N2 - Fibre properties have a central role in the mechanical properties of paper. Fibre strength determines the strength potential of paper. Also the elongation potential of fibre network is strongly related to the behaviour of single fibres. When aiming at improved strength or elongation a better knowledge of the properties of single fibre and the effect of mechanical treatment is needed. The literature results typically suggest that the stress-strain curve of straight single fibre is practically linear or slightly concave downwards and the typical elongation is 2-5%. Refining has been shown to be an efficient way to improve the strength of paper, mainly due to improved bonding. High consistency refining has been shown to increase elongation of paper. This has been attributed to the deformations (curl, dislocations and micro-compressions) introduced by the treatment. But is that due to the improved fibre elongation of single fibres? The effect of mechanical treatment on the stress-strain behaviour of single fibres of bleached softwood kraft from a Nordic mill was investigated and compared also to the stress-strain curve of paper. The results showed that the individual fibres were strong and showed considerably higher elongation than expected. They also had a very wide variation in those properties. The measured strength and elongation ranged from 200 MPa to 1100 MPa, and from 8% to 32%, respectively. The refining did not improve the measured strength, nor did the HC refining increase the elongation of the single fibres. The effects of the refining seemed to correlate with the number of dislocations (measured using HCl cleavage test) in fibres. With increasing number of dislocations both the average breaking stress and strain decreased. High consistency refining introduced dislocations, but low consistency refining seemed to be able heal some of them. The shape of the stress strain-curves was rarely a linear, but often the slope increased with straining which behaviour could be related to the straightening of disordered regions in the fibre wall. Test also showed that fibres show a considerable plastic elongation and stress relaxation. Comparison of the single fibre tests with the paper test results, suggest that the main effect of refining on paper strength is not due to increased strength nor elongation of fibred but due to the increased bonding of the fibres, which is mainly responsible for the increased strength. Increased paper elongation caused by HC refining is not due to improved fibre elongation but due to reduced axial stiffness of the wet fibres that results in increased drying shrinkage of the paper.

AB - Fibre properties have a central role in the mechanical properties of paper. Fibre strength determines the strength potential of paper. Also the elongation potential of fibre network is strongly related to the behaviour of single fibres. When aiming at improved strength or elongation a better knowledge of the properties of single fibre and the effect of mechanical treatment is needed. The literature results typically suggest that the stress-strain curve of straight single fibre is practically linear or slightly concave downwards and the typical elongation is 2-5%. Refining has been shown to be an efficient way to improve the strength of paper, mainly due to improved bonding. High consistency refining has been shown to increase elongation of paper. This has been attributed to the deformations (curl, dislocations and micro-compressions) introduced by the treatment. But is that due to the improved fibre elongation of single fibres? The effect of mechanical treatment on the stress-strain behaviour of single fibres of bleached softwood kraft from a Nordic mill was investigated and compared also to the stress-strain curve of paper. The results showed that the individual fibres were strong and showed considerably higher elongation than expected. They also had a very wide variation in those properties. The measured strength and elongation ranged from 200 MPa to 1100 MPa, and from 8% to 32%, respectively. The refining did not improve the measured strength, nor did the HC refining increase the elongation of the single fibres. The effects of the refining seemed to correlate with the number of dislocations (measured using HCl cleavage test) in fibres. With increasing number of dislocations both the average breaking stress and strain decreased. High consistency refining introduced dislocations, but low consistency refining seemed to be able heal some of them. The shape of the stress strain-curves was rarely a linear, but often the slope increased with straining which behaviour could be related to the straightening of disordered regions in the fibre wall. Test also showed that fibres show a considerable plastic elongation and stress relaxation. Comparison of the single fibre tests with the paper test results, suggest that the main effect of refining on paper strength is not due to increased strength nor elongation of fibred but due to the increased bonding of the fibres, which is mainly responsible for the increased strength. Increased paper elongation caused by HC refining is not due to improved fibre elongation but due to reduced axial stiffness of the wet fibres that results in increased drying shrinkage of the paper.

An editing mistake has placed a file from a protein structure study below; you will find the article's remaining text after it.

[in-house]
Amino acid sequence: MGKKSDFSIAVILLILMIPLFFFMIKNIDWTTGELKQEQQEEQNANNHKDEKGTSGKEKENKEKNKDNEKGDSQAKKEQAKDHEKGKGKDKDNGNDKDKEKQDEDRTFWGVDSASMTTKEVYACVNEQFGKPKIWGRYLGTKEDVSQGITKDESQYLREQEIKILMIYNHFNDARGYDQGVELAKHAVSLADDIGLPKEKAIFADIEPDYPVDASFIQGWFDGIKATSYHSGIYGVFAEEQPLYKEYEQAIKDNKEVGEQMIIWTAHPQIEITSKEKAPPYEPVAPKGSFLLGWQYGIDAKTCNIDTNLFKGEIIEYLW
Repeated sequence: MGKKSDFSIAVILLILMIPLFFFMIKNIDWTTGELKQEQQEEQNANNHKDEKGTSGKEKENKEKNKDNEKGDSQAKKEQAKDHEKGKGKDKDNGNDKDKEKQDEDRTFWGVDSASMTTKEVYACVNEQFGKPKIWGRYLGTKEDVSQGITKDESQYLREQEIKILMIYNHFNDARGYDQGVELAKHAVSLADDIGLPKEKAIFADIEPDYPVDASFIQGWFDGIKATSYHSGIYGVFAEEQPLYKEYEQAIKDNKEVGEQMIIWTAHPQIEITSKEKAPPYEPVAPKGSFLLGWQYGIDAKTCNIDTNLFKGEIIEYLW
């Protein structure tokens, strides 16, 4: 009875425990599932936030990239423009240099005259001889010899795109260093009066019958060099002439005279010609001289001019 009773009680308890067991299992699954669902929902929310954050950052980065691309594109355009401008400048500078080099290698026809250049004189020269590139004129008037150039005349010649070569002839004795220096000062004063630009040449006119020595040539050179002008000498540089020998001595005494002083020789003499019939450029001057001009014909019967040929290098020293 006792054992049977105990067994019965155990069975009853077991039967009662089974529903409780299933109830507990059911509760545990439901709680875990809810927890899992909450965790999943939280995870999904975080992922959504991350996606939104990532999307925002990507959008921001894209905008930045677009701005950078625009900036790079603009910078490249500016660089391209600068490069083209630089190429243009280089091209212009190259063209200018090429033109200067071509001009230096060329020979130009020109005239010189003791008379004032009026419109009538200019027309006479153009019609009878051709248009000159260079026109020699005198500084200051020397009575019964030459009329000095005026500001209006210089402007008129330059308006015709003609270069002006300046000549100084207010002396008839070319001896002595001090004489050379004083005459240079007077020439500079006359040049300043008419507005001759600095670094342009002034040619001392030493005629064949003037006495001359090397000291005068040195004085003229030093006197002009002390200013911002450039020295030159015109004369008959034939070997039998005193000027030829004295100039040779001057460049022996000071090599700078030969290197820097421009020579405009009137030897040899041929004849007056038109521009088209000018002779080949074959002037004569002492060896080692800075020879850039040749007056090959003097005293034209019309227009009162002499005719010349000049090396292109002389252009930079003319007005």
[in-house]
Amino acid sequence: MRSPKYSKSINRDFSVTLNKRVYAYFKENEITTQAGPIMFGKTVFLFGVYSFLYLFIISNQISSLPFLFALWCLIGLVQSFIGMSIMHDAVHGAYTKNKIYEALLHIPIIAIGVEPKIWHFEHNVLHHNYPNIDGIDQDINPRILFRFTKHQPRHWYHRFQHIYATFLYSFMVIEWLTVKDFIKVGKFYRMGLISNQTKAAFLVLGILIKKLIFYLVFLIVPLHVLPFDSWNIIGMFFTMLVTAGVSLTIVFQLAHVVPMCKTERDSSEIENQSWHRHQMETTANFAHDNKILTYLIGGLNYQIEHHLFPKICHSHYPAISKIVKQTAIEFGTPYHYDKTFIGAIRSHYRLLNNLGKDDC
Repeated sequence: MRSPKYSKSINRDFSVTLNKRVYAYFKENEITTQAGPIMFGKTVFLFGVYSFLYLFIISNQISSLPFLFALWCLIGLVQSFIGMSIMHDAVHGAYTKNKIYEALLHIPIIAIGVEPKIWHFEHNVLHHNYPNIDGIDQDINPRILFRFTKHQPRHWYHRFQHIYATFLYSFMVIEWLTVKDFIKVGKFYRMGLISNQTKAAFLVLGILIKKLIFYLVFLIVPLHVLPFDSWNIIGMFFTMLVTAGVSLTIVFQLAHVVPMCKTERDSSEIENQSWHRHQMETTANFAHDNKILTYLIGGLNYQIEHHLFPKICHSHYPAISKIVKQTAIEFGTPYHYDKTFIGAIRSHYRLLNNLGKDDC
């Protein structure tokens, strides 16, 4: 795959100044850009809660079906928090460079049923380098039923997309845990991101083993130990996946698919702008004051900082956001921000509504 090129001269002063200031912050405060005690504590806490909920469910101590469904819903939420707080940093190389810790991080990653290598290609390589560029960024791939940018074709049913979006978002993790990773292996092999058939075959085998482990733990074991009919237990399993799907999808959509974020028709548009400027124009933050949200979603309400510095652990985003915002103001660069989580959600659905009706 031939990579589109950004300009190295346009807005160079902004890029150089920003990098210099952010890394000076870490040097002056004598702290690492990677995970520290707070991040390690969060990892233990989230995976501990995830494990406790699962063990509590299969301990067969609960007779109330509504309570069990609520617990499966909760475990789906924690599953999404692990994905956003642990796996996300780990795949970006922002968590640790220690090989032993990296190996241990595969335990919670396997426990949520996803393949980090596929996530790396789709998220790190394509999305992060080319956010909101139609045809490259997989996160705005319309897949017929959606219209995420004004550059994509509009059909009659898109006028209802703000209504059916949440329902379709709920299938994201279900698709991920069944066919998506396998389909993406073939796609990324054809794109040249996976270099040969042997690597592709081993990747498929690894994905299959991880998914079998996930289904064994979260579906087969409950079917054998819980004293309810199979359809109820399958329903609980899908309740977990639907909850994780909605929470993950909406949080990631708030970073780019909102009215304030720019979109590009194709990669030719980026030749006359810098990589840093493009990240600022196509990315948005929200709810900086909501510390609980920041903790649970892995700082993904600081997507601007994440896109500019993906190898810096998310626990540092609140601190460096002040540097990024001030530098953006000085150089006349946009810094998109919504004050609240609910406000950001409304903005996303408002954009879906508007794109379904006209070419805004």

KW - tensile strength

KW - strain

KW - fiber

KW - paper

M3 - Conference abstract in proceedings

SP - 40

EP - 41

BT - Proceedings of Paper and Biorefinery Conference 16-17 May 2018

PB - APV Graz - Akademischer Papieringenieurs Verein

ER -

Kouko J, Jajcinovic M, Fischer W, Ketola A, Hirn U, Retulainen E. Stress–strain curve of single pulp fibres and paper. In Proceedings of Paper and Biorefinery Conference 16-17 May 2018: Abstracts. APV Graz - Akademischer Papieringenieurs Verein. 2018. p. 40-41. TF3/11